"It's a metabolic change throughout the brain so things that the patient could do easily before become harder," Domnisch said. "Things that are as simple as reading become really difficult to do."
She recruits her siblings to help with her homework — except for the Spanish homework, she joked. For that, she turns to Tull. Teachers advised her to drop Spanish in fear that it might be too much, Reed said. That was simply unacceptable, Kristin said, because she needed another language course to get into Maryland.
Most days, she can't stay a full day in school, and Littlestown has allowed her to take a week or two off when needed.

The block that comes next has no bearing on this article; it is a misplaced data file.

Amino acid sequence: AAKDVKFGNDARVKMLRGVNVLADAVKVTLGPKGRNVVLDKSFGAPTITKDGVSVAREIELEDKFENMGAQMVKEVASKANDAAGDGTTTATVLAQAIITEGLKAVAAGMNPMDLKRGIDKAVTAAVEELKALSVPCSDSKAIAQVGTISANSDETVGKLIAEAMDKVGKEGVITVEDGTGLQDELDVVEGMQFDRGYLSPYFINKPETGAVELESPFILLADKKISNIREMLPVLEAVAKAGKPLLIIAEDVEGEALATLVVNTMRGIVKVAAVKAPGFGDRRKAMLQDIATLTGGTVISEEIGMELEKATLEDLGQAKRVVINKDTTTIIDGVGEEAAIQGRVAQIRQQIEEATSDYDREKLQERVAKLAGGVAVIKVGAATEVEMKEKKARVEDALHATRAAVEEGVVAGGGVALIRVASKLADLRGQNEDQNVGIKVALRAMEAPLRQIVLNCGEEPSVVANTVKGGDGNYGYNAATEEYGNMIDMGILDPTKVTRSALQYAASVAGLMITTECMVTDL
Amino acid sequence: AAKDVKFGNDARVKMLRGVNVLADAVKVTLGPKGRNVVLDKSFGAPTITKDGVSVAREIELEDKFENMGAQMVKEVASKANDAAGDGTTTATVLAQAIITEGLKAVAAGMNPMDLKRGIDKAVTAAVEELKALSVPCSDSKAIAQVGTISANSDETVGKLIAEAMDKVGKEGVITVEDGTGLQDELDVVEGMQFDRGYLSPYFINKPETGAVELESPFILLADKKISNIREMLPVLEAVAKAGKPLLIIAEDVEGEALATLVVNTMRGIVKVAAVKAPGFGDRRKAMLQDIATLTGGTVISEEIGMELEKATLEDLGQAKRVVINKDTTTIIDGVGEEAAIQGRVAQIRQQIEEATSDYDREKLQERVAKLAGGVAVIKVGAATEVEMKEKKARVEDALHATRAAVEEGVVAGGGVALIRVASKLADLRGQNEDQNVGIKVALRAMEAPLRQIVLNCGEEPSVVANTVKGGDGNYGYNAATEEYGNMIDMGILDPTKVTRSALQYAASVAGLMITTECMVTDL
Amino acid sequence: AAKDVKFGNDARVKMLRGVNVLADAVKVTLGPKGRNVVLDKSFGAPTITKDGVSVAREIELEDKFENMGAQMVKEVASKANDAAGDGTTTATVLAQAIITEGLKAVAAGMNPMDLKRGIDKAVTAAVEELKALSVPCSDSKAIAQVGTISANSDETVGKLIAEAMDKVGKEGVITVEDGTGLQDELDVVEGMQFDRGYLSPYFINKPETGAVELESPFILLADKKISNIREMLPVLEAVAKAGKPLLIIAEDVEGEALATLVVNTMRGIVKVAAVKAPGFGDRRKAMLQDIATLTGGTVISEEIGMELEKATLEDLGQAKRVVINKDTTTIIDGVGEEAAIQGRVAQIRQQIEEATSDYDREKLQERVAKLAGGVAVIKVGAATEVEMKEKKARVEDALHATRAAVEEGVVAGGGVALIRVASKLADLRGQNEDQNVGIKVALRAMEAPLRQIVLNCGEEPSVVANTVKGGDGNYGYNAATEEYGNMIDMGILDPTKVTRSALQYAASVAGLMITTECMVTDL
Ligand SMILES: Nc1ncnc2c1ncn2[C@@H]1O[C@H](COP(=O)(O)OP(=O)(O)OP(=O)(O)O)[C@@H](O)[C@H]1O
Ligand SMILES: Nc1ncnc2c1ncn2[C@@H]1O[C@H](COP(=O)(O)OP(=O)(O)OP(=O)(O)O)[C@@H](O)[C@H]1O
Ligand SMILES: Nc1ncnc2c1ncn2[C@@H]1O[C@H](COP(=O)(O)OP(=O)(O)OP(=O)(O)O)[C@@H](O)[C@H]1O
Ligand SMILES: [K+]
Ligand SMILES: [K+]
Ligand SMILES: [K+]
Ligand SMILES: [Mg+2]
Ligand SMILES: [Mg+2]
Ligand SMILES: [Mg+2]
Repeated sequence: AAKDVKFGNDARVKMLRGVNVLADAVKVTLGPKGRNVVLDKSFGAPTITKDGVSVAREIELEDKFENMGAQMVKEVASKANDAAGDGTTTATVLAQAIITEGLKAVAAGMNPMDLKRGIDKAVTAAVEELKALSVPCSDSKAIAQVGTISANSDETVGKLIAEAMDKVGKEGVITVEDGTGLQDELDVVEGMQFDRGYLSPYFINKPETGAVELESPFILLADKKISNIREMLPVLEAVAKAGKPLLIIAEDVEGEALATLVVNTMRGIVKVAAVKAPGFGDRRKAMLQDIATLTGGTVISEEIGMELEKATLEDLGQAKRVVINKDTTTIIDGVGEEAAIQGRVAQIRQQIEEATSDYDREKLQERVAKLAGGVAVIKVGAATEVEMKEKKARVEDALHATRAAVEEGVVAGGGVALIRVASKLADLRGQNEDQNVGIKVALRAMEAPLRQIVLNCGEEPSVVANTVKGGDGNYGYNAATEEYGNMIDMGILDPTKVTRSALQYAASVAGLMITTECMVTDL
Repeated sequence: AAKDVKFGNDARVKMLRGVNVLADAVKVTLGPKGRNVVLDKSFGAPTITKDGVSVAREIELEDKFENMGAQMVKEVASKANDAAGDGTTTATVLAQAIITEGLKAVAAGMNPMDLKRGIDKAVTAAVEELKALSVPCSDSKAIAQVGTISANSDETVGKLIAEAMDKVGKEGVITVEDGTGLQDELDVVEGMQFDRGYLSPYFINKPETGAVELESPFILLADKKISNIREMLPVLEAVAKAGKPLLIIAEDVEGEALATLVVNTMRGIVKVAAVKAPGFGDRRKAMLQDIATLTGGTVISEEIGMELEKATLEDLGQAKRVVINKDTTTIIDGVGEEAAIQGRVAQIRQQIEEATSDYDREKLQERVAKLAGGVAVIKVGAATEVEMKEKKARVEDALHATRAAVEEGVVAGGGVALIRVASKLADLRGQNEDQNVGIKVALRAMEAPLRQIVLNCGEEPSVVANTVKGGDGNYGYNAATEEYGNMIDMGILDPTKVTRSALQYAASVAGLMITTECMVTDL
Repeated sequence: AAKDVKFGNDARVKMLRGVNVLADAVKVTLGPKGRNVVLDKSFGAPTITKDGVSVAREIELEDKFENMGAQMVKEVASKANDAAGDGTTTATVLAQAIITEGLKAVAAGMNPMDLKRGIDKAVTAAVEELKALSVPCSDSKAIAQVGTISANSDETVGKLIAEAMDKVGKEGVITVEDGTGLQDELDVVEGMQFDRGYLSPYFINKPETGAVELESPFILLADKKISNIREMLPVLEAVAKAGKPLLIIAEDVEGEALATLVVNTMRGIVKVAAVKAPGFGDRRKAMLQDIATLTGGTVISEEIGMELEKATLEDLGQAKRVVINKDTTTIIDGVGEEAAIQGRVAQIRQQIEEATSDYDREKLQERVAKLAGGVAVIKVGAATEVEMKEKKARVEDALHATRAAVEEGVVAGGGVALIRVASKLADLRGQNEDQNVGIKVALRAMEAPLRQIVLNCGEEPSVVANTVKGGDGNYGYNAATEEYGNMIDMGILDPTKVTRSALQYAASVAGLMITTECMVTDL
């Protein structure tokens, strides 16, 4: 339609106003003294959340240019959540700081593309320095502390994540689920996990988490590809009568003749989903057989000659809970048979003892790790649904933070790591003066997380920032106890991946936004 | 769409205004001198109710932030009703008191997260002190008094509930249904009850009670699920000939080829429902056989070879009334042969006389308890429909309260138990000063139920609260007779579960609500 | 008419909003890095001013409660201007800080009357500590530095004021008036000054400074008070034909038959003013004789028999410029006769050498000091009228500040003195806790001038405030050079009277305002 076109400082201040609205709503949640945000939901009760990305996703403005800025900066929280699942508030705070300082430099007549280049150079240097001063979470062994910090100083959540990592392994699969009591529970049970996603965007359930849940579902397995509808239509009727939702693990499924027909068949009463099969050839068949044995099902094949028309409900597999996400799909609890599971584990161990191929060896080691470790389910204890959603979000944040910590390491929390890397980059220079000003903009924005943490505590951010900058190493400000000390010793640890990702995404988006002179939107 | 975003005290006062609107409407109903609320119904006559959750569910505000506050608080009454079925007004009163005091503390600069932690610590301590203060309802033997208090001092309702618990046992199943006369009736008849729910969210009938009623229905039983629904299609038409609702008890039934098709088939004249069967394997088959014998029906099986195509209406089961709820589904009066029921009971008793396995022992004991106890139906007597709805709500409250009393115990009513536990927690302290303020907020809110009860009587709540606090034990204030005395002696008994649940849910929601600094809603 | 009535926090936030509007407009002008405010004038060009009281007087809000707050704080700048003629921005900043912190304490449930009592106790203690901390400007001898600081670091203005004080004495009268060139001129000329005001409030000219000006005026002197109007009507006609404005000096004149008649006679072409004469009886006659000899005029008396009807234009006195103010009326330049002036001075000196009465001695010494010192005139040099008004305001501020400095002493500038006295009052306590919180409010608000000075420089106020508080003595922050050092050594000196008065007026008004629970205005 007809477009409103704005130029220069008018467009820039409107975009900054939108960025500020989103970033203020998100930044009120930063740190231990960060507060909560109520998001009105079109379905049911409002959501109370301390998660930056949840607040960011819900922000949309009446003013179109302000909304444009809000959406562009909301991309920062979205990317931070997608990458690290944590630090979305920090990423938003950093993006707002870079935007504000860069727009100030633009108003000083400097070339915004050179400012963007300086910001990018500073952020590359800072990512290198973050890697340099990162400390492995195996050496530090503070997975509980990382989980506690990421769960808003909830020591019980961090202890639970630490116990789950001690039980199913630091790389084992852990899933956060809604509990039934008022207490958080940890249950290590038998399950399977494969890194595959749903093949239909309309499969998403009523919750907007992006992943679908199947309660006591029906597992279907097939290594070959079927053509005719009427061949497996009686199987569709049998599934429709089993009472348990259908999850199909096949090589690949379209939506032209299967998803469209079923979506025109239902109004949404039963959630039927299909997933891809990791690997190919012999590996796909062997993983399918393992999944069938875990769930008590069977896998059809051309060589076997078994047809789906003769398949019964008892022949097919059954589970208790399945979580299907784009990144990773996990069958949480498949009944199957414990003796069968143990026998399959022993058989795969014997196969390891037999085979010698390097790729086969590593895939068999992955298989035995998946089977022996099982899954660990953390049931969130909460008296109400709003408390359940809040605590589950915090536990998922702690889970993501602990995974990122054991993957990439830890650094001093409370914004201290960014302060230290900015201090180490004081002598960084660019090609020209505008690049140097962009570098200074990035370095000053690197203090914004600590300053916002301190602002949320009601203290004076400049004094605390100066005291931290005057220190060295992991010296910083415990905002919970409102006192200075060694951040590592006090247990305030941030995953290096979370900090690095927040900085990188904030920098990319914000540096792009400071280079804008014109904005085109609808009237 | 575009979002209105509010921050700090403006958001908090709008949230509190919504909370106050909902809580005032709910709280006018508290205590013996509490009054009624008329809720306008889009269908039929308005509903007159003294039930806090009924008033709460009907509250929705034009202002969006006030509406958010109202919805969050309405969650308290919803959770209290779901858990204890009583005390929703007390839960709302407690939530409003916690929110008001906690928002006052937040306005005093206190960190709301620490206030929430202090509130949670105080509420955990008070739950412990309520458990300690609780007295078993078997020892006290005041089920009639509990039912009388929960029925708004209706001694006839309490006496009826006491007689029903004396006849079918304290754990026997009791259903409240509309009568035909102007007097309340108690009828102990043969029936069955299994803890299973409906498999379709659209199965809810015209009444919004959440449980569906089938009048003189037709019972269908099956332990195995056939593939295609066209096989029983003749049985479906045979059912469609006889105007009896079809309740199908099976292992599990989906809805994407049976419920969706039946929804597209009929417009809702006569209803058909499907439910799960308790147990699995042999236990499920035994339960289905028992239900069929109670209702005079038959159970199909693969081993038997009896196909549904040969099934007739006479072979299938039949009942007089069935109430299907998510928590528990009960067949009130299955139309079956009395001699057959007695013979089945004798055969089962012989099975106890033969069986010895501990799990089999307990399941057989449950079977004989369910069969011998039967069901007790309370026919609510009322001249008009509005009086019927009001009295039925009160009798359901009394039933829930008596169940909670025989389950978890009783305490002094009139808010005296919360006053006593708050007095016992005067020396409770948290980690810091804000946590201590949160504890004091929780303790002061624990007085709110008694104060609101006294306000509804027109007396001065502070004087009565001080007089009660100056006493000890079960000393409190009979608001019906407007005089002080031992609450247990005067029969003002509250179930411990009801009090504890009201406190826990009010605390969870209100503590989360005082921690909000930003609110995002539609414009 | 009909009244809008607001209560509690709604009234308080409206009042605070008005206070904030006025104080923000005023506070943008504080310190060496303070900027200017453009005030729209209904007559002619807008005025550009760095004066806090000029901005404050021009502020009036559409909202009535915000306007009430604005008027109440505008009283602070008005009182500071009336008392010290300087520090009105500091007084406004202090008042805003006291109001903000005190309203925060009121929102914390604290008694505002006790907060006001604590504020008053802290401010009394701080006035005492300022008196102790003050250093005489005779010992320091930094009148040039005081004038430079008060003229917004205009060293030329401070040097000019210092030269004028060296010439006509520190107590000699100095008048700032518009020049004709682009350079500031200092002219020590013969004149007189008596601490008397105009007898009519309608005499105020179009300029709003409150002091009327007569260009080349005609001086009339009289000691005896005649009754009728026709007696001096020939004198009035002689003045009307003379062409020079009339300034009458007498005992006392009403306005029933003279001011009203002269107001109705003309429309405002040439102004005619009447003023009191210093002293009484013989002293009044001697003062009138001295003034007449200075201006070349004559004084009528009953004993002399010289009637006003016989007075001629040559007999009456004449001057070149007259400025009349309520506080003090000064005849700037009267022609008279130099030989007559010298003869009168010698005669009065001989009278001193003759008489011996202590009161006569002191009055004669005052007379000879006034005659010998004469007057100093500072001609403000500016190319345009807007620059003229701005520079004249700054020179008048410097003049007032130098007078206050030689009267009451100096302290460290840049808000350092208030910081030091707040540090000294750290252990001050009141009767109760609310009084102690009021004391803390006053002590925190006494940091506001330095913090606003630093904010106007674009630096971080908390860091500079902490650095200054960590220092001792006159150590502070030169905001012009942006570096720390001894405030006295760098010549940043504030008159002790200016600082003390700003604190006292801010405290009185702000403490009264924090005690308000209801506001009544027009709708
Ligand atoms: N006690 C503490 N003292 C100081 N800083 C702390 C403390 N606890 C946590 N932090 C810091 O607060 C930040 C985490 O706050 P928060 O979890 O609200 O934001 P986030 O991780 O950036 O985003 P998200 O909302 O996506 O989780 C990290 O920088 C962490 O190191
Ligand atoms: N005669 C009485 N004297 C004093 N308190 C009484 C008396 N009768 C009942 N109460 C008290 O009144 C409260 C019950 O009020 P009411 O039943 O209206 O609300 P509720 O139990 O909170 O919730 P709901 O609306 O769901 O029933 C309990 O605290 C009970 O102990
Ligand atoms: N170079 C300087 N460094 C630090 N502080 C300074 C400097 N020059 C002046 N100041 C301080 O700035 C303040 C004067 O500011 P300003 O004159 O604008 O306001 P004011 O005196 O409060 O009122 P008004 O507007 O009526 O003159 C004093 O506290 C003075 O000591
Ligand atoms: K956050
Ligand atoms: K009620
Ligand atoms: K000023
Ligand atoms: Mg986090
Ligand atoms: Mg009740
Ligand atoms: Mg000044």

"Trying to comprehend what I'm learning and remember what I've already learned is challenging," Kristin said. "Then the constant noise and instructions makes everything confusing in my head."
Kristin used to be embarrassed about her injury, she said, and wouldn't talk about it. Classmates and even a teacher thought she was exaggerating. A concussion is invisible from the outside, Kristin said.
Classmates poked fun and asked Kristin why she would need to take an elevator if all she did was hurt her collarbone?
"Because they can't see it and haven't experienced it, they would just say that I'm stupid," Kristin said. "I'd just tell them, 'Yeah, keep thinking that.' I knew I could handle it. They just didn't know."
As Kristin's curious teachers and classmates learned more, they encouraged her to ease her way back into everyday school work.